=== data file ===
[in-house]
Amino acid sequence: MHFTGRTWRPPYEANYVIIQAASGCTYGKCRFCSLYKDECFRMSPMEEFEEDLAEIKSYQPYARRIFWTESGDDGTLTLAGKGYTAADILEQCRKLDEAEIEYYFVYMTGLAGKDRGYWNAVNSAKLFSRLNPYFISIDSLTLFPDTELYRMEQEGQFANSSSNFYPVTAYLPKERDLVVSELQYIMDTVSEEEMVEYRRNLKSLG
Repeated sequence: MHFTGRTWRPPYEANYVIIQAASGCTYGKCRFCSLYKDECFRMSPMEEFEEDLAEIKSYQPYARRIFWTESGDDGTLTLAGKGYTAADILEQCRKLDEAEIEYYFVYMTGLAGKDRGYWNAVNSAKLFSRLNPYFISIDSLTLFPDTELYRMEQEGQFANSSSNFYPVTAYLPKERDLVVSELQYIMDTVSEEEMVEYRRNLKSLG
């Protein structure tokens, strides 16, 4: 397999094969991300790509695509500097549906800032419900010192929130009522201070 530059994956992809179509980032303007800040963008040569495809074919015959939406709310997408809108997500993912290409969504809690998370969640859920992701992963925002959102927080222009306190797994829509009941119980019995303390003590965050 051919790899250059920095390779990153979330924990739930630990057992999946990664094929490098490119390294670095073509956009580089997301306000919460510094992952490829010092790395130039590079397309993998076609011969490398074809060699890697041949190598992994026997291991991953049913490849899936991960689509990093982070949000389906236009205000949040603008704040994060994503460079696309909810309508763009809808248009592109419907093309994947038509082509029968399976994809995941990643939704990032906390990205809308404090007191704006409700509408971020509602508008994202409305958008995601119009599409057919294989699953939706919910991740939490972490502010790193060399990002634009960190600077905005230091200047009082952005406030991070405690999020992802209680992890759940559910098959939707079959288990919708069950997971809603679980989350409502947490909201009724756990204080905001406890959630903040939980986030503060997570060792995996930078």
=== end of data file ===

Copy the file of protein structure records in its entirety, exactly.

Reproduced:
[in-house]
Amino acid sequence: MHFTGRTWRPPYEANYVIIQAASGCTYGKCRFCSLYKDECFRMSPMEEFEEDLAEIKSYQPYARRIFWTESGDDGTLTLAGKGYTAADILEQCRKLDEAEIEYYFVYMTGLAGKDRGYWNAVNSAKLFSRLNPYFISIDSLTLFPDTELYRMEQEGQFANSSSNFYPVTAYLPKERDLVVSELQYIMDTVSEEEMVEYRRNLKSLG
Repeated sequence: MHFTGRTWRPPYEANYVIIQAASGCTYGKCRFCSLYKDECFRMSPMEEFEEDLAEIKSYQPYARRIFWTESGDDGTLTLAGKGYTAADILEQCRKLDEAEIEYYFVYMTGLAGKDRGYWNAVNSAKLFSRLNPYFISIDSLTLFPDTELYRMEQEGQFANSSSNFYPVTAYLPKERDLVVSELQYIMDTVSEEEMVEYRRNLKSLG
């Protein structure tokens, strides 16, 4: 397999094969991300790509695509500097549906800032419900010192929130009522201070 530059994956992809179509980032303007800040963008040569495809074919015959939406709310997408809108997500993912290409969504809690998370969640859920992701992963925002959102927080222009306190797994829509009941119980019995303390003590965050 051919790899250059920095390779990153979330924990739930630990057992999946990664094929490098490119390294670095073509956009580089997301306000919460510094992952490829010092790395130039590079397309993998076609011969490398074809060699890697041949190598992994026997291991991953049913490849899936991960689509990093982070949000389906236009205000949040603008704040994060994503460079696309909810309508763009809808248009592109419907093309994947038509082509029968399976994809995941990643939704990032906390990205809308404090007191704006409700509408971020509602508008994202409305958008995601119009599409057919294989699953939706919910991740939490972490502010790193060399990002634009960190600077905005230091200047009082952005406030991070405690999020992802209680992890759940559910098959939707079959288990919708069950997971809603679980989350409502947490909201009724756990204080905001406890959630903040939980986030503060997570060792995996930078």